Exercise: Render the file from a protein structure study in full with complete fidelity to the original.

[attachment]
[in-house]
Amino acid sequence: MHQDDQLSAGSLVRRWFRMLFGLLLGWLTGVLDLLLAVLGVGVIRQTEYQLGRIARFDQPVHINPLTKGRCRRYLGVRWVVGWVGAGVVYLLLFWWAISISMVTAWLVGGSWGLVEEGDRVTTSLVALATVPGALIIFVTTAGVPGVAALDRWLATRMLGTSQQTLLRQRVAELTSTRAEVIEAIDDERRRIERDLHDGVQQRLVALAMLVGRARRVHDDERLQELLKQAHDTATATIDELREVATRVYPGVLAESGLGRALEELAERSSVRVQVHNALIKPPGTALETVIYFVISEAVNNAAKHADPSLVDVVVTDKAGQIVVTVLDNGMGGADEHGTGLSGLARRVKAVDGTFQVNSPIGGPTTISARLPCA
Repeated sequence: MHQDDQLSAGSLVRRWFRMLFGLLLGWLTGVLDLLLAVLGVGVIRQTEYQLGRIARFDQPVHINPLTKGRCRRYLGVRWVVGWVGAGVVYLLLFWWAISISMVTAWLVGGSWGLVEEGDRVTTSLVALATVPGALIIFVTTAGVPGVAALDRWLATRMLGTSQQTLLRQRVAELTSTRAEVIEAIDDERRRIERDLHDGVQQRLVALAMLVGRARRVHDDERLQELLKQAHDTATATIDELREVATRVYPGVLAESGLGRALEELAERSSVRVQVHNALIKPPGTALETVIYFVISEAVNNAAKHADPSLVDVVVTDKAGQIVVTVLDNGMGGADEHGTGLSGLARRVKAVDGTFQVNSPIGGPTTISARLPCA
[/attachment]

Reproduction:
[in-house]
Amino acid sequence: MHQDDQLSAGSLVRRWFRMLFGLLLGWLTGVLDLLLAVLGVGVIRQTEYQLGRIARFDQPVHINPLTKGRCRRYLGVRWVVGWVGAGVVYLLLFWWAISISMVTAWLVGGSWGLVEEGDRVTTSLVALATVPGALIIFVTTAGVPGVAALDRWLATRMLGTSQQTLLRQRVAELTSTRAEVIEAIDDERRRIERDLHDGVQQRLVALAMLVGRARRVHDDERLQELLKQAHDTATATIDELREVATRVYPGVLAESGLGRALEELAERSSVRVQVHNALIKPPGTALETVIYFVISEAVNNAAKHADPSLVDVVVTDKAGQIVVTVLDNGMGGADEHGTGLSGLARRVKAVDGTFQVNSPIGGPTTISARLPCA
Repeated sequence: MHQDDQLSAGSLVRRWFRMLFGLLLGWLTGVLDLLLAVLGVGVIRQTEYQLGRIARFDQPVHINPLTKGRCRRYLGVRWVVGWVGAGVVYLLLFWWAISISMVTAWLVGGSWGLVEEGDRVTTSLVALATVPGALIIFVTTAGVPGVAALDRWLATRMLGTSQQTLLRQRVAELTSTRAEVIEAIDDERRRIERDLHDGVQQRLVALAMLVGRARRVHDDERLQELLKQAHDTATATIDELREVATRVYPGVLAESGLGRALEELAERSSVRVQVHNALIKPPGTALETVIYFVISEAVNNAAKHADPSLVDVVVTDKAGQIVVTVLDNGMGGADEHGTGLSGLARRVKAVDGTFQVNSPIGGPTTISARLPCA